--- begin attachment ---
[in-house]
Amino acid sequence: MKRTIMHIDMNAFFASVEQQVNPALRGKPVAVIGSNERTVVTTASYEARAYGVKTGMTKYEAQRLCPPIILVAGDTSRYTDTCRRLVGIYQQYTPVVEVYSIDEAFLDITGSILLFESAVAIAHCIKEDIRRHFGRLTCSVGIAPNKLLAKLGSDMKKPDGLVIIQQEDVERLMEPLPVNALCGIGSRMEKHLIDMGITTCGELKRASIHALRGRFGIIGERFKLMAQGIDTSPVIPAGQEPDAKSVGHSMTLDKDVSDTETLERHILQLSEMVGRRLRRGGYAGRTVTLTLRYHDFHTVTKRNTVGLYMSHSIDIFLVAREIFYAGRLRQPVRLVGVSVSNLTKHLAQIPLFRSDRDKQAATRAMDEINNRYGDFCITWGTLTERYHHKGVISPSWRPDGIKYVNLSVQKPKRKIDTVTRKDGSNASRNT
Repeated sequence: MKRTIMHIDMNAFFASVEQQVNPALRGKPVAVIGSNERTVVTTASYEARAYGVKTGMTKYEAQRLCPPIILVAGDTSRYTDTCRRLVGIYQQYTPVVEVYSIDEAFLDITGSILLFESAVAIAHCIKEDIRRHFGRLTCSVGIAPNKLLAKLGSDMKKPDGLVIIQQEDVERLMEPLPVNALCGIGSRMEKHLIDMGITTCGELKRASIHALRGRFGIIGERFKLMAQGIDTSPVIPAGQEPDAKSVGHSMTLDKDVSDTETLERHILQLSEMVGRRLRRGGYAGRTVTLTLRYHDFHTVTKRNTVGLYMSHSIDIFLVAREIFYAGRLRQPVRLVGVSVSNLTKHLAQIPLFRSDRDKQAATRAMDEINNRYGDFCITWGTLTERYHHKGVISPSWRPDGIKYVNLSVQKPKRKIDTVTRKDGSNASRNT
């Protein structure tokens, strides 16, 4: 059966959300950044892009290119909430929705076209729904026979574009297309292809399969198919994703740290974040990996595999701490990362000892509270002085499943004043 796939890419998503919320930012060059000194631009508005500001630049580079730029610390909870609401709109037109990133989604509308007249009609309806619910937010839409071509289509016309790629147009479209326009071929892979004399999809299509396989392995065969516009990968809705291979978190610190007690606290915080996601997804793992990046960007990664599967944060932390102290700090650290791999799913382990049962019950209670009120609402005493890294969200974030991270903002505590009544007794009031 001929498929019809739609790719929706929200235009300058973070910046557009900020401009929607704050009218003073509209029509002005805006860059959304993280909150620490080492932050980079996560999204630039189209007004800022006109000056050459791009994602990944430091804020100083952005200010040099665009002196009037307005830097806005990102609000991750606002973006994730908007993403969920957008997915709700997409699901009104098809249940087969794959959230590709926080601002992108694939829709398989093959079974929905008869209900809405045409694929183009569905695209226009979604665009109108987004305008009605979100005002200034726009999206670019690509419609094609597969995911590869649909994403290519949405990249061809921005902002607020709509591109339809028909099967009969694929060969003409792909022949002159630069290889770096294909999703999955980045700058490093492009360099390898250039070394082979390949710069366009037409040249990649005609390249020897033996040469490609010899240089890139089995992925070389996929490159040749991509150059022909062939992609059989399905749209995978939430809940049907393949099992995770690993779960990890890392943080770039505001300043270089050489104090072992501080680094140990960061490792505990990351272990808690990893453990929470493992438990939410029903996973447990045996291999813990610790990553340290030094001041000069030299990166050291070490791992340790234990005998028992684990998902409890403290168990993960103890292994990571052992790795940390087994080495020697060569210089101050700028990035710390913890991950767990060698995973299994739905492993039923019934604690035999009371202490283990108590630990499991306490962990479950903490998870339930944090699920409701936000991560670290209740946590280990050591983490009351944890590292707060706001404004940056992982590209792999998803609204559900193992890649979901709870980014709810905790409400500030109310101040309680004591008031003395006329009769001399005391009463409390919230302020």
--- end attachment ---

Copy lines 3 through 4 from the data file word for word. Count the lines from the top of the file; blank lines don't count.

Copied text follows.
Repeated sequence: MKRTIMHIDMNAFFASVEQQVNPALRGKPVAVIGSNERTVVTTASYEARAYGVKTGMTKYEAQRLCPPIILVAGDTSRYTDTCRRLVGIYQQYTPVVEVYSIDEAFLDITGSILLFESAVAIAHCIKEDIRRHFGRLTCSVGIAPNKLLAKLGSDMKKPDGLVIIQQEDVERLMEPLPVNALCGIGSRMEKHLIDMGITTCGELKRASIHALRGRFGIIGERFKLMAQGIDTSPVIPAGQEPDAKSVGHSMTLDKDVSDTETLERHILQLSEMVGRRLRRGGYAGRTVTLTLRYHDFHTVTKRNTVGLYMSHSIDIFLVAREIFYAGRLRQPVRLVGVSVSNLTKHLAQIPLFRSDRDKQAATRAMDEINNRYGDFCITWGTLTERYHHKGVISPSWRPDGIKYVNLSVQKPKRKIDTVTRKDGSNASRNT
């Protein structure tokens, strides 16, 4: 059966959300950044892009290119909430929705076209729904026979574009297309292809399969198919994703740290974040990996595999701490990362000892509270002085499943004043 796939890419998503919320930012060059000194631009508005500001630049580079730029610390909870609401709109037109990133989604509308007249009609309806619910937010839409071509289509016309790629147009479209326009071929892979004399999809299509396989392995065969516009990968809705291979978190610190007690606290915080996601997804793992990046960007990664599967944060932390102290700090650290791999799913382990049962019950209670009120609402005493890294969200974030991270903002505590009544007794009031 001929498929019809739609790719929706929200235009300058973070910046557009900020401009929607704050009218003073509209029509002005805006860059959304993280909150620490080492932050980079996560999204630039189209007004800022006109000056050459791009994602990944430091804020100083952005200010040099665009002196009037307005830097806005990102609000991750606002973006994730908007993403969920957008997915709700997409699901009104098809249940087969794959959230590709926080601002992108694939829709398989093959079974929905008869209900809405045409694929183009569905695209226009979604665009109108987004305008009605979100005002200034726009999206670019690509419609094609597969995911590869649909994403290519949405990249061809921005902002607020709509591109339809028909099967009969694929060969003409792909022949002159630069290889770096294909999703999955980045700058490093492009360099390898250039070394082979390949710069366009037409040249990649005609390249020897033996040469490609010899240089890139089995992925070389996929490159040749991509150059022909062939992609059989399905749209995978939430809940049907393949099992995770690993779960990890890392943080770039505001300043270089050489104090072992501080680094140990960061490792505990990351272990808690990893453990929470493992438990939410029903996973447990045996291999813990610790990553340290030094001041000069030299990166050291070490791992340790234990005998028992684990998902409890403290168990993960103890292994990571052992790795940390087994080495020697060569210089101050700028990035710390913890991950767990060698995973299994739905492993039923019934604690035999009371202490283990108590630990499991306490962990479950903490998870339930944090699920409701936000991560670290209740946590280990050591983490009351944890590292707060706001404004940056992982590209792999998803609204559900193992890649979901709870980014709810905790409400500030109310101040309680004591008031003395006329009769001399005391009463409390919230302020």